Millimetre wave might not be so rubbish after all, with a group of intrepid telecoms boffins managing to set a new range record.

Scott Bicheno

June 9, 2021

2 Min Read
Nokia, Qualcomm and UScellular manage to get mmWave to go 10 km

Millimetre wave might not be so rubbish after all, with a group of intrepid telecoms boffins managing to set a new range record.

Using UScellular’s network, Nokia supplied the 5G base station kit and Qualcomm the 5G CPE. For the time being at least, this sort of thing is being described as ‘extended-range mmWave’, but presumably the hope is that it will be ‘normal-range’ eventually. They actually managed 11.14 km with a downlink speed of 748 Mbps and uplink of 56.78 Mbps. It was line-of-sight testing, however, so it seems the other propagation challenges faced by mmWave weren’t tackled.

“This successful collaboration represents another significant milestone for 5G mmWave aiming to close the ‘connectivity divide’ and expand broadband services to rural, suburban, and urban communities,” said Juho Sarvikas, Qualcomm’s North America President.

“These results demonstrate what 5G mmWave will bring to consumers, enterprises and industries,” said Tommi Uitto, President of Mobile Networks at Nokia. “By extending the distance for 5G mmWave technology without sacrificing speed or latency, we will deliver an incredible 5G experience to even more areas.”

Do they, though? They demonstrate that mmWave technology is improving and, under presumably ideal conditions it now has useful range. But unless you live in a shack in the middle of a featureless desert and fancy a bit of fixed wireless access, it’s not obvious what the real-world use of mmWave is. Still, fair play to all involved and we look forward to further propagation breakthroughs.

Qualcomm has also been busy on the IoT side of things, launching a bunch of new ‘solutions’. What problems they solve, apart from filling a cell in the great Qualcomm sales spreadsheet, isn’t immediately obvious, but there are plenty of them, seven in fact.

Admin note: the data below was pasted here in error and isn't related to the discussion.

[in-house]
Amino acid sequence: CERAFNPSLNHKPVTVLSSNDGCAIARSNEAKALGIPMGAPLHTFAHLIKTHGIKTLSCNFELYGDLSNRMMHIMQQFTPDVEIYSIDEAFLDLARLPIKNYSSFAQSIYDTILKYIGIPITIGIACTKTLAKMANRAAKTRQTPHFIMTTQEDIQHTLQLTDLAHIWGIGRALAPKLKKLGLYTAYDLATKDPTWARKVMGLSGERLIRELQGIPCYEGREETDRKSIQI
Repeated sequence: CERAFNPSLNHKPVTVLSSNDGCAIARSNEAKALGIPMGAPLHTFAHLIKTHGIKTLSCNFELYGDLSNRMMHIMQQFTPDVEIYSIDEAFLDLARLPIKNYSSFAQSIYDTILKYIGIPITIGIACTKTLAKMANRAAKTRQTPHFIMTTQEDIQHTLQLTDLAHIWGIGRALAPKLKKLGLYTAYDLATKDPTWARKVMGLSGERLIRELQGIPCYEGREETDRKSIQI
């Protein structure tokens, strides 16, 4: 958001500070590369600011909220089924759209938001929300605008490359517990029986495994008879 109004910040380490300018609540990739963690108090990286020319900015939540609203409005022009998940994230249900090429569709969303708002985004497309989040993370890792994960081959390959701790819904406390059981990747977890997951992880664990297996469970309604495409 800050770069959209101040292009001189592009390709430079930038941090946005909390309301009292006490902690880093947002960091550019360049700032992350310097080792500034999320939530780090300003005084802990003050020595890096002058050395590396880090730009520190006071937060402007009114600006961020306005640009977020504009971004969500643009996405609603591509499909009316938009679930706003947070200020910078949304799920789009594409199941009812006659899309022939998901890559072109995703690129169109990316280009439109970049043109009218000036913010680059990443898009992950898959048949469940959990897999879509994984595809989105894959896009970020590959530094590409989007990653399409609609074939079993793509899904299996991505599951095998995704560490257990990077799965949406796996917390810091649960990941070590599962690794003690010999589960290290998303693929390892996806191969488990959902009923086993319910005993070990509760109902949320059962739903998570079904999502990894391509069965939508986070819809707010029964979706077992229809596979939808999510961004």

The QCS8250 is top of the range which, together with the QCS6490 and QCM6490 target things like the connected healthcare and retail markets. Going down the stack we have the stack we have the QCS4290 and QCM4290, which are apparently good for cameras and industrial handhelds, and rounding off the Qualcomm summer collection are the QCS2290 and QCM2290, which are handy for embedded tracking.

“Along with the recently announced Qualcomm 315 5G IoT modem, these new IoT solutions further exemplify our commitment to driving global digital transformation and providing a portfolio of solutions to transform industrial and enterprise IoT applications to achieve cutting edge performance and seamless connectivity,” said Jeff Lorbeck, GM of Connected Smart Systems at Qualcomm.

About the Author(s)

Scott Bicheno

As the Editorial Director of, Scott oversees all editorial activity on the site and also manages the Intelligence arm, which focuses on analysis and bespoke content.
Scott has been covering the mobile phone and broader technology industries for over ten years. Prior to Scott was the primary smartphone specialist at industry analyst Strategy Analytics’. Before that Scott was a technology journalist, covering the PC and telecoms sectors from a business perspective.
Follow him @scottbicheno

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